MS VAN DER WESTHUIZEN: Pardon my ignorance if I am ignorant but sir is Your Lordship not making a Ruling on urgency?
COURT: I have not made a Ruling, this is why I am saying I am making an Order staying the sale and grant the respondent an opportunity to file papers.
MS VAN DER WESTHUIZEN: I accept that My Lord.
MS VAN DER WESTHUIZEN: I am just trying to understand, so the parties argued urgency before Your Lordship, is Your Lordship not going to make a Ruling on that?
COURT: I am not making a Ruling on urgency but I am granting parties an opportunity to place matters properly before me for me to make an informed decision.
MS VAN DER WESTHUIZEN: As the court pleases.’
 Deciding the issue of urgency on equitable grounds against sound principles of law, the learned judge could not do. In Kent v Transvaalsche Bank, Innes CJ had the following to say on the principle of equity:
‘He also asked us to stay the proceedings on equitable grounds, urging that we had an equitable jurisdiction under the Insolvency Law. The Court has again and again had occasion to point out that it does not administer a system of equity, as distinct from a system of law. Using the word “equity” in its broad sense, we are always desirous to administer equity; but we can only do so in accordance with the principles of the Roman-Dutch law. If we cannot do so in accordance with those principles, we cannot do so at all.’
 Kotze JA stated the principle of equity even more clearer in Weinerlein v Goch Buildings Ltd when he said:
‘In Saayman v Le Grange (1879, Buch. 12) De Villiers, CJ, states that he has not met with the peculiar form of action to rectify an error in a title-deed in any Roman or Roman-Duch authorities, which, he adds, is purely a matter of equity; and that in his opinion the court should, in a case of this nature, be guided by the decisions of the Courts of Equity in England. The court accordingly in Saayman’s case held that the error in the transfer deed must be rectified. In the earlier case of Mills and Sons v Benjamin Bros (1876, Buch at 121) the same learned judge observed: “Now it is quite true that this court is a Court of Equity only so far is it consistent with the principles of the Roman-Dutch Law.” This qualification is of importance, for equity can not and does not override a clear provision of our law. Our common law, base to a great extent on the civil law, contains many an equitable principle; but equity, as distinct from an opposed to the law, does not prevail with us. Equitable principles are only of force in so far as they have become authoritatively incorporated and recognised as rules of positive law. It is true that the Roman jurist lays down in omnibus sed valde maxime in jure aequitas spectanda sit (Dig. 50.117.90); but, as Bronckhorst and other civilians, who have written special commentaries on this particular title, point out, where the law in a particular instance is clear it must be observed, although it may seem to be contrary to considerations of equity. Hence it is a maxim with the commentators that non omne quod licitum honestum est.’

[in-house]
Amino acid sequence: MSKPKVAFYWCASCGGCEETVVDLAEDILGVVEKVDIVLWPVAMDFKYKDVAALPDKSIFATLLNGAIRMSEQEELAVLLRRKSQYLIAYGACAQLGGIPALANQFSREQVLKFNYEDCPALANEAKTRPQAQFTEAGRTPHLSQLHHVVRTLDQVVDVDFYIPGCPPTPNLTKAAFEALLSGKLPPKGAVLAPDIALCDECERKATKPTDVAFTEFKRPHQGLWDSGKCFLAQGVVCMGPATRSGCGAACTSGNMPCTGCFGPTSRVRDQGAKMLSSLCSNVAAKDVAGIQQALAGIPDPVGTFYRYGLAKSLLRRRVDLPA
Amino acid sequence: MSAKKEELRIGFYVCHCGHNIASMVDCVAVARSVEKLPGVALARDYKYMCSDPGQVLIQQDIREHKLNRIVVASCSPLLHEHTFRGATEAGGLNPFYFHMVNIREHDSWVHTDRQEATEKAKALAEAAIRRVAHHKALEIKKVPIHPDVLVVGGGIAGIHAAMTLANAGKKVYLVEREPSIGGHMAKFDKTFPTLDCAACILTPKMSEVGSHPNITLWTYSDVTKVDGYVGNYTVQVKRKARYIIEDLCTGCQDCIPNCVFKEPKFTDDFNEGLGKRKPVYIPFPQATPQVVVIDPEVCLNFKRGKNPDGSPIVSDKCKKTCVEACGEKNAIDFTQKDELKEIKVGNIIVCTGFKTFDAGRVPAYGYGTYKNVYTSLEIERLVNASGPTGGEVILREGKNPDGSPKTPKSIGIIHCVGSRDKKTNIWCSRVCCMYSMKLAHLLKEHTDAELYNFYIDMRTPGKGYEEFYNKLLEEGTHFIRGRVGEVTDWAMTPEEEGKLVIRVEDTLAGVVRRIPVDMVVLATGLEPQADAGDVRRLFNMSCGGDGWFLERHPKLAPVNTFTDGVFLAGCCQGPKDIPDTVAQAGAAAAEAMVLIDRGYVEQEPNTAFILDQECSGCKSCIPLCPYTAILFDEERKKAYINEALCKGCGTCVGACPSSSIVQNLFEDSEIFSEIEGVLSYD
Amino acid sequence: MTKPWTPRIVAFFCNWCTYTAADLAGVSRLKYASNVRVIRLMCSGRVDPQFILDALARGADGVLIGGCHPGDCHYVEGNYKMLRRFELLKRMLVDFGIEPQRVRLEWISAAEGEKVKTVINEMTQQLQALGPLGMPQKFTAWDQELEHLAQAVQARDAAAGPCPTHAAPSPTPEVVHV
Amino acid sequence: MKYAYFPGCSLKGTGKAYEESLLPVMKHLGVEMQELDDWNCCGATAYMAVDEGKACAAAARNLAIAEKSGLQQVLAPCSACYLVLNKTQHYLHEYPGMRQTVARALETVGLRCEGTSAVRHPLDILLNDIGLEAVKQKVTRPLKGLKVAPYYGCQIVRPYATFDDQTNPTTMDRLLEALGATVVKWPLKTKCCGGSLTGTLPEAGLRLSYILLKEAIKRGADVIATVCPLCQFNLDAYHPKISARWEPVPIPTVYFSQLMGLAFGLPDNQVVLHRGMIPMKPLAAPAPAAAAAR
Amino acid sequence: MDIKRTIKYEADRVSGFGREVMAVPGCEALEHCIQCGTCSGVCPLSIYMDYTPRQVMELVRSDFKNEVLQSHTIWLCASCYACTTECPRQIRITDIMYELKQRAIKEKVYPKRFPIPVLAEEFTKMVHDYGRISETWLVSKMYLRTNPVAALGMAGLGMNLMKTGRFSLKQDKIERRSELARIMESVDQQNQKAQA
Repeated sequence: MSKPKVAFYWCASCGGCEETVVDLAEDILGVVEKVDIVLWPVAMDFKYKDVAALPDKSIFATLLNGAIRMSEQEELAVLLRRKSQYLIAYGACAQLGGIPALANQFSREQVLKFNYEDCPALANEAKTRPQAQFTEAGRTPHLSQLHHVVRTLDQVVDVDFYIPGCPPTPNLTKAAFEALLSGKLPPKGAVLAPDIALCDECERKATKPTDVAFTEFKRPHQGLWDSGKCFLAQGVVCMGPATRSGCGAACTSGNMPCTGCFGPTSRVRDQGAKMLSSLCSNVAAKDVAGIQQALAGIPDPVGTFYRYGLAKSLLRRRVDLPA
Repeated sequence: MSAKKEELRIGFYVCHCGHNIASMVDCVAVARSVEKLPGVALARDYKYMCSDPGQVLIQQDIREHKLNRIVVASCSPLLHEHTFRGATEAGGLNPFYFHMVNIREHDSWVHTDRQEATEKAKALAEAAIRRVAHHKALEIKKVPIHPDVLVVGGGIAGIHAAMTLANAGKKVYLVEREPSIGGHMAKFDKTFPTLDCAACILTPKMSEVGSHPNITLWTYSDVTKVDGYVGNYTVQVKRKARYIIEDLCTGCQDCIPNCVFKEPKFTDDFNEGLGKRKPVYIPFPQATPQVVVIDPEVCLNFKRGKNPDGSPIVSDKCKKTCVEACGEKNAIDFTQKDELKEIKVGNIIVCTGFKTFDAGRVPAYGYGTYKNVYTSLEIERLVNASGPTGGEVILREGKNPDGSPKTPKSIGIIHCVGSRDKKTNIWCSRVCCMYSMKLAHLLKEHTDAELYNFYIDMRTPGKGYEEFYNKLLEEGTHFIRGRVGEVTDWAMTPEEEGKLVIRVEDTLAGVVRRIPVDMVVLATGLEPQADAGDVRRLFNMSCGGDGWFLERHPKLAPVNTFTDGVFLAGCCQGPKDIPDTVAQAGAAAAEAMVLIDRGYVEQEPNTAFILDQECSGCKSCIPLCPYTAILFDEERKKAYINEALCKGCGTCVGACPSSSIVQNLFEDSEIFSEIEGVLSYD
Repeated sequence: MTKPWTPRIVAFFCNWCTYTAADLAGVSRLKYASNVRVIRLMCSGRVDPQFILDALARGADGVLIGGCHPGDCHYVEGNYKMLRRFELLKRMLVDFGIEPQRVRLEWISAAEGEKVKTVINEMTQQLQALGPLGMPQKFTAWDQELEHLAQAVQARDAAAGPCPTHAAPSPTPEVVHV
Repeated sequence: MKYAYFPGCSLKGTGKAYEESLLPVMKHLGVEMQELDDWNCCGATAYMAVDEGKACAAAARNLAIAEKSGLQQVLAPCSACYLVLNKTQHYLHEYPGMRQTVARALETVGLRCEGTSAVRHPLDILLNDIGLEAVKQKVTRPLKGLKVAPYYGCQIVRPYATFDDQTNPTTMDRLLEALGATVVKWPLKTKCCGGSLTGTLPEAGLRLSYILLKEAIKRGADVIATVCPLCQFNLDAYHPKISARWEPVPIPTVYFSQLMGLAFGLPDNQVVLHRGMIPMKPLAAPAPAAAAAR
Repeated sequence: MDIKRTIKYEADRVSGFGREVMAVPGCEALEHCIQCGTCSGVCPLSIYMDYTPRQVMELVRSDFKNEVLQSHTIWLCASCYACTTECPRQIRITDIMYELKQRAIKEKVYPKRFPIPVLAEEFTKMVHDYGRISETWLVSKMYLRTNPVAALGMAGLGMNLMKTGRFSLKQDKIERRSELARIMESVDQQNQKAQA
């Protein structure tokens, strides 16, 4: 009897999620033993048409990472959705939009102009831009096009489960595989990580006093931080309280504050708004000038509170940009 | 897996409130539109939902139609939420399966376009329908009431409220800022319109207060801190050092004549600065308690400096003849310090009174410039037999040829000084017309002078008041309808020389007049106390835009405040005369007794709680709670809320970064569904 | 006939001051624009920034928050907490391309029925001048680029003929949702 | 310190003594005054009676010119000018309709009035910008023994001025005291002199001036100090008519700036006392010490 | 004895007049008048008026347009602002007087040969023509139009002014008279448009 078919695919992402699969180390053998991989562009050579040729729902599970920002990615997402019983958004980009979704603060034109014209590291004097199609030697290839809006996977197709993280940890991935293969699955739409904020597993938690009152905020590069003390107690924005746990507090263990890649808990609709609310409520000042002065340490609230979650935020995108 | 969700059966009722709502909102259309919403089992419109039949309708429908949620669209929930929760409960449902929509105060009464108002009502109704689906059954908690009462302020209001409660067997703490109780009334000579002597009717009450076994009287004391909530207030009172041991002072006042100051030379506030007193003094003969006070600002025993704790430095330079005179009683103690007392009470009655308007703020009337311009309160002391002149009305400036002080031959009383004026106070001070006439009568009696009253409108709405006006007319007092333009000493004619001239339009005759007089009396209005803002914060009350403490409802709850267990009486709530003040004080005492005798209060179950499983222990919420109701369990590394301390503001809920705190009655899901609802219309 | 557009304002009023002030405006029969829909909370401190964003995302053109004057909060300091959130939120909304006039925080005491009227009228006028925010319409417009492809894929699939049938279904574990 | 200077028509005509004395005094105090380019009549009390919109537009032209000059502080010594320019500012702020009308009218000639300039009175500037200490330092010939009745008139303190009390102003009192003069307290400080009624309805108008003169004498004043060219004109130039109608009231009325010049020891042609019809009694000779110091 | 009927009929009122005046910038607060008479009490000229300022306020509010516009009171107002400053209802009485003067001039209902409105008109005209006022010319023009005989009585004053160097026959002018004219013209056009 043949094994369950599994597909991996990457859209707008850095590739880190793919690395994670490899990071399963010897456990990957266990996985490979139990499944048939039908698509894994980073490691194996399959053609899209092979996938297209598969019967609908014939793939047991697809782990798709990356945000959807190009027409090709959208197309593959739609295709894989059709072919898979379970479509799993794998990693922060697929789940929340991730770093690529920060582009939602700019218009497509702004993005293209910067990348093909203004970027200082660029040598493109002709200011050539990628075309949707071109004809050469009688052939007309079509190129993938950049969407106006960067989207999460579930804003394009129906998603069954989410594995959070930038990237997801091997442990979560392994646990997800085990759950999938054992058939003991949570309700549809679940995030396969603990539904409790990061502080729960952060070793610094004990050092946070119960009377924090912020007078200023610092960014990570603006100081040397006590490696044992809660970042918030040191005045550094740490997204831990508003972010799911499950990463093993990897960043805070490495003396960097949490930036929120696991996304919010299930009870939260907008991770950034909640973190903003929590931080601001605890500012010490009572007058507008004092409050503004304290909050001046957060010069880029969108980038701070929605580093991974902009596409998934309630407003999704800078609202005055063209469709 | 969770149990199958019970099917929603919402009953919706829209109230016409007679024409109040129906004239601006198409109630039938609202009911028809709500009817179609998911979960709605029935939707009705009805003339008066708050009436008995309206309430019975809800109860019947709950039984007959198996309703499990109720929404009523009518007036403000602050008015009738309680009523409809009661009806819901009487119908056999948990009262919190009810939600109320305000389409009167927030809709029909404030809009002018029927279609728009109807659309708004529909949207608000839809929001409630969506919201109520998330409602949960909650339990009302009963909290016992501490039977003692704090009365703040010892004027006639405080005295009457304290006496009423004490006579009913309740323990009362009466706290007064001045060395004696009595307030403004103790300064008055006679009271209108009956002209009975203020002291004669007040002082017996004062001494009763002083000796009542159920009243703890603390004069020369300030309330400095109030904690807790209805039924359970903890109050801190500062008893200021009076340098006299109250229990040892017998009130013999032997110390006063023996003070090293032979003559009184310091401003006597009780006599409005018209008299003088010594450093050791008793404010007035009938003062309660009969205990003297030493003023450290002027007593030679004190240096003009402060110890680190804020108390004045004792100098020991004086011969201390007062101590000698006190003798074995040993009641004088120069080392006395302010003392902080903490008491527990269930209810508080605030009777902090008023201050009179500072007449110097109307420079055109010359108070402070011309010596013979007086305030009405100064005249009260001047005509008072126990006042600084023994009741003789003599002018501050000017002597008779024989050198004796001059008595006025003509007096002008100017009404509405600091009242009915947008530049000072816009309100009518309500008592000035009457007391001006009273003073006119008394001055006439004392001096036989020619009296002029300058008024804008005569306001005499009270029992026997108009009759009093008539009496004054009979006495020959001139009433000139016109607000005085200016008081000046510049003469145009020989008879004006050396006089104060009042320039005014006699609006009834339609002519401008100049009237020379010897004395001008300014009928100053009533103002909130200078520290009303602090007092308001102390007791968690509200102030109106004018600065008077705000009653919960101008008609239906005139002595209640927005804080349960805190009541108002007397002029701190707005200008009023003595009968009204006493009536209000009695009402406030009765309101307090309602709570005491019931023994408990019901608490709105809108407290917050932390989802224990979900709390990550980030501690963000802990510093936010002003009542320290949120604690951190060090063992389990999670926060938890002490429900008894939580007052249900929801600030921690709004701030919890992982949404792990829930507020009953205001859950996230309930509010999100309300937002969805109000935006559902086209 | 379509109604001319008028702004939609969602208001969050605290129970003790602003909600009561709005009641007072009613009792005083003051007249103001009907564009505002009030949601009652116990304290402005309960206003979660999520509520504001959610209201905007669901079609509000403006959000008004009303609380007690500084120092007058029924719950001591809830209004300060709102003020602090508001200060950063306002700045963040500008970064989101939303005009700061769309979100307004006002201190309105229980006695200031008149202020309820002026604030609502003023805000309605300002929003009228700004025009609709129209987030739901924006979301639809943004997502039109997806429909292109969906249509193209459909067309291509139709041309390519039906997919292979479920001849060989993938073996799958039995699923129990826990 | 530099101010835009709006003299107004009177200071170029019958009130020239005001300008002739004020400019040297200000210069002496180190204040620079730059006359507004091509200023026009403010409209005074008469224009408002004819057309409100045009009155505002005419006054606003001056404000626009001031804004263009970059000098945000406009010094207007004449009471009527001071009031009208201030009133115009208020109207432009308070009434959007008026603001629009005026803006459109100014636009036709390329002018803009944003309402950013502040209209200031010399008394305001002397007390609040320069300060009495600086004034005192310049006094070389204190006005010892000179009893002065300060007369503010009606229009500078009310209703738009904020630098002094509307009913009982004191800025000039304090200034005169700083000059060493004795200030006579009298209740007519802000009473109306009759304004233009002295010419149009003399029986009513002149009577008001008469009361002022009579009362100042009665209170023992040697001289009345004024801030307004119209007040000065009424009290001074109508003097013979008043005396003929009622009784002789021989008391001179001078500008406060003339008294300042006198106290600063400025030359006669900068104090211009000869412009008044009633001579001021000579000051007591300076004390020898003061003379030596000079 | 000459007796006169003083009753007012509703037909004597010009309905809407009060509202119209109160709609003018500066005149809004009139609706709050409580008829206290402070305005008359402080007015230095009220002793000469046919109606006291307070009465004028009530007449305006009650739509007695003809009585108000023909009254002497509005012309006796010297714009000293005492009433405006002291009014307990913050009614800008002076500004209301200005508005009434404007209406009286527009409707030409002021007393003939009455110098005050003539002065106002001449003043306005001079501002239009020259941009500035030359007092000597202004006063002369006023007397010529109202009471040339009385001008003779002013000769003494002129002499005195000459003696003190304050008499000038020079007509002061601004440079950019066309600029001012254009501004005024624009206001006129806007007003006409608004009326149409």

It follows necessarily that when the learned judge departed from the basic principle of Rule 73(4) of the Rules of the High Court and pronounced himself on an issue that was not before him, committed an irregularity and the proceedings are reviewable and stands to be set aside. With all due respect to the learned judge, he should have followed what the law told him, namely to decide whether a case had been made for the matter to be dealt with on an urgent basis. If it was he could condone the first respondent’s application for jumping the queue and if not, the first respondent should have waited at the end of the queue to be heard.
 The application for review as already stated is unopposed and there should be no order as to costs.
 I make the following order:
1. The order of the High Court in Case No A180/2016 dated 9 June 2016, is reviewed and set aside.
2. The matter is remitted to the High Court to be placed under judicial case management, if the first respondent is so inclined to determine its further conduct.
C E Van der Westhuizen
Instructed by Dr Weder, Kauta &
Hoveka Inc., Windhoek.
 Cato Fishing Enterprises (Ltd) and another v Wista Construction and another (SCR 1/2017 NASC 22 November 2017).
 Ardea Investments (Proprietary) Limited v Namibia Ports Authority and others (SCR 4/2013 2017 NASC (28 March 2017).
 2012(1) NR 331 (HC) at 338D-339A.
 1907 TS 765 at 774.
 1925 AD 282 at 295.